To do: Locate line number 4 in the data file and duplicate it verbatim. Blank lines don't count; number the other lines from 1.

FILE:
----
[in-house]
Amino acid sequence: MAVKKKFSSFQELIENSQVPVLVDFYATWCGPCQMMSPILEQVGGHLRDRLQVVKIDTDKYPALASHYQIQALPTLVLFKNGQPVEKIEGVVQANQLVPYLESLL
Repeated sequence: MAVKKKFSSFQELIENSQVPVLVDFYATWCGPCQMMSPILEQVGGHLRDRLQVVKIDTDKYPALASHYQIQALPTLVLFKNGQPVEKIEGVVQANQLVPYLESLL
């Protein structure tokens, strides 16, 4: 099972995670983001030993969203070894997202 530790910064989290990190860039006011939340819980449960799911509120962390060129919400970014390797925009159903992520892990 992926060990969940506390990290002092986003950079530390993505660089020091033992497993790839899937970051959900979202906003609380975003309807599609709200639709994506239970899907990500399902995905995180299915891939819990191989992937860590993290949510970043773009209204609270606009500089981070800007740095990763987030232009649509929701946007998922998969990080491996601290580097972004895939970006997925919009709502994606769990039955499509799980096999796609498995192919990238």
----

């Protein structure tokens, strides 16, 4: 099972995670983001030993969203070894997202 530790910064989290990190860039006011939340819980449960799911509120962390060129919400970014390797925009159903992520892990 992926060990969940506390990290002092986003950079530390993505660089020091033992497993790839899937970051959900979202906003609380975003309807599609709200639709994506239970899907990500399902995905995180299915891939819990191989992937860590993290949510970043773009209204609270606009500089981070800007740095990763987030232009649509929701946007998922998969990080491996601290580097972004895939970006997925919009709502994606769990039955499509799980096999796609498995192919990238």